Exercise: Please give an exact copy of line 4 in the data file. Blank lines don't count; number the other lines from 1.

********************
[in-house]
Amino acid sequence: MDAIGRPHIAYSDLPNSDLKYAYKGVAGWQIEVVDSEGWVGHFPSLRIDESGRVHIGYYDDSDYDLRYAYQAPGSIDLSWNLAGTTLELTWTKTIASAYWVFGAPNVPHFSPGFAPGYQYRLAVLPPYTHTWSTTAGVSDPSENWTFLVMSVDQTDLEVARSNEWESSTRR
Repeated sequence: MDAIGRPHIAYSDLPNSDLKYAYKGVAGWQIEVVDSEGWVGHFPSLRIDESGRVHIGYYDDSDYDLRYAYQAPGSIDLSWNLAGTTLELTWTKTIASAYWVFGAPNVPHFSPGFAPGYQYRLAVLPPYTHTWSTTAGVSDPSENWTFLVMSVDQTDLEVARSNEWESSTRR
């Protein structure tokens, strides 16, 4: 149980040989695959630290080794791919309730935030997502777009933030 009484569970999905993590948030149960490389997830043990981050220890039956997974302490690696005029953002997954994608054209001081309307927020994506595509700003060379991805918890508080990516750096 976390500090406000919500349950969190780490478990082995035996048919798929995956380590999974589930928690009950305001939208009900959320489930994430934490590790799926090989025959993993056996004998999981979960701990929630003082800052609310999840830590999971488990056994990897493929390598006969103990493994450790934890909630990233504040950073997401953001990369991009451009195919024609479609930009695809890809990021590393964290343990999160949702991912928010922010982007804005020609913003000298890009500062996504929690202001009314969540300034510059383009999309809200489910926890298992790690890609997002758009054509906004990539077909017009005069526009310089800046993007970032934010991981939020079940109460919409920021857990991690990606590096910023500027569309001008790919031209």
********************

């Protein structure tokens, strides 16, 4: 149980040989695959630290080794791919309730935030997502777009933030 009484569970999905993590948030149960490389997830043990981050220890039956997974302490690696005029953002997954994608054209001081309307927020994506595509700003060379991805918890508080990516750096 976390500090406000919500349950969190780490478990082995035996048919798929995956380590999974589930928690009950305001939208009900959320489930994430934490590790799926090989025959993993056996004998999981979960701990929630003082800052609310999840830590999971488990056994990897493929390598006969103990493994450790934890909630990233504040950073997401953001990369991009451009195919024609479609930009695809890809990021590393964290343990999160949702991912928010922010982007804005020609913003000298890009500062996504929690202001009314969540300034510059383009999309809200489910926890298992790690890609997002758009054509906004990539077909017009005069526009310089800046993007970032934010991981939020079940109460919409920021857990991690990606590096910023500027569309001008790919031209």